“Uncle, I am about to join my first job in a chemical industry. What should I do to make the best use of my time in my job?” I asked him.

“Always keep your eyes and ears open. Opportunity can come from any direction. Be ready to grab it and work hard to capitalize on it,” he said. We spoke for about half an hour but these are the only three sentences that I still remember.

At that time, those words didn’t make much sense to me. However, after spending 10 years working in different jobs, I began to realize the importance of uncle’s advice.

## Latticework Of Mental Models: Hyperbolic Discounting

Last year when I quit my job to join Vishal at Safal Niveshak, I had to surrender my laptop to my earlier employer, and buy a new one for myself. This got me started on the herculean task of selecting from thousands of choices available on numerous e-commerce websites.

After weeks of an excruciating process of comparing, shortlisting, and researching, I finally zeroed in on my final choice. Then started the wait for online discounts.

Very soon, the so-called online-sale-season arrived which offered a ‘whopping’ Rs. 100 discount on my selection. So much for the patience! But for a self-proclaimed prudent consumer, it still was a good deal.

What happened next is pretty much the story of every online shopper. Just when I was about to place the order, I saw the option of same-day delivery for an additional Rs 100. Guess what I did? Yours truly didn’t hesitate for a moment to take the offer.

Ironically, I waited for a week for a small discount but when the time came for buying I couldn’t wait another day and forked out extra money just to get my toy immediately. What happened to my admirable qualities of patience and prudence?

A little research on Google revealed that the introduction of get-it-now temptation in the deal caused me to behave irrationally. The symptom of this behavioural bias goes something like this.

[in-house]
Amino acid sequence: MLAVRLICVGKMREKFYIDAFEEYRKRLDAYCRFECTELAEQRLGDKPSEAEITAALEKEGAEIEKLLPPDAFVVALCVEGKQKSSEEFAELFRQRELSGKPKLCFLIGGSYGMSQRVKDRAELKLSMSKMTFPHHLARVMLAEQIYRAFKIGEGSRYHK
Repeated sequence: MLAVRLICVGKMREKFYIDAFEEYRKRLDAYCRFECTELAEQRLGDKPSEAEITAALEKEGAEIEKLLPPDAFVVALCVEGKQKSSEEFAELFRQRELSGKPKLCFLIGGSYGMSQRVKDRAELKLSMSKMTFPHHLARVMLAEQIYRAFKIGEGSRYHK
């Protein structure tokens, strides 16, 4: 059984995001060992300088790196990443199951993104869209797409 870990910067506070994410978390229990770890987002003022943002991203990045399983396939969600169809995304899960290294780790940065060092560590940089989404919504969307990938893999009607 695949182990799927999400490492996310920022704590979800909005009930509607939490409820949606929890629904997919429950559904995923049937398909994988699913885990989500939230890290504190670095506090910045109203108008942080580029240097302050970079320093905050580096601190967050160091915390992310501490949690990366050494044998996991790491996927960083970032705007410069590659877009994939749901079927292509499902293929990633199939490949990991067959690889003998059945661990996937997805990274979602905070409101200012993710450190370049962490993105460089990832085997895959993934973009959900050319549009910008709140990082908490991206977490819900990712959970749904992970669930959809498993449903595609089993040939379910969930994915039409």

When I have agreed to wait for six days, I don’t mind waiting for one more day. Well, if I can wait for six, goes the rationale, waiting for seven shouldn’t be a big deal!

But when I am told that I can get something today instead of tomorrow, my temptation refuses to wait for another day.

## Short Investing Lesson from a Confused Donkey

I was listening to Tim Ferriss’s recent podcast where he interviewed Derek Sivers. In a response to the question “What advice you would give to your 20-year-old self?”, Sivers told the story of Buridan’s donkey.

It’s a tale about a donkey that’s standing exactly halfway between a bucket of water and a pile of hay. The donkey is confused for the poor animal can’t decide where to go first. He just keeps looking to the left to the hay and right to the water. Unable to come out of the deadlock, the donkey eventually falls over and dies from hunger and thirst.

It’s actually a thought experiment that illustrates a paradox in philosophy. The paradox is named after the 14th-century French philosopher Jean Buridan.

Are you wondering, what’s a philosophical angle about a donkey’s personal problem got to do with investing? Please bear with me for few more lines. I’ll come to it.

Let’s first understand how this paradox is connected to Siver’s advice for younger self.

## Safal Niveshak Stream – December 3, 2016

Note to Readers: In Stream, we suggest worthwhile reading material on a variety of topics, not all of which are directly related to investing. Some of the articles require you to be paid subscriber of those sites. However, it is often possible to read such articles by going to Google News and searching for the article’s title.

Some nice stuff we are reading, watching, and observing at the start of this weekend…

Investing/Stock Market

• (850 words / 3 minutes read) We are fortunate to be living in an era where we have all the teachings of wise investors available to us. As compared to 19th century, it has become much easier and cheaper for small investors to participate in the growth of businesses through stock market. Jason Zweig, in his recent article, reminds us some of the greatest words of investing wisdom that have been spoken in the past century. Zweig writes –

You don’t need to have known these people to be grateful for their wisdom. As the biologist Richard Dawkins pointed out in a lecture in 1996, many of us today know more about the world around us than Aristotle, the greatest mind of his age, did more than 2,300 years ago: “Science is cumulative, and we live later.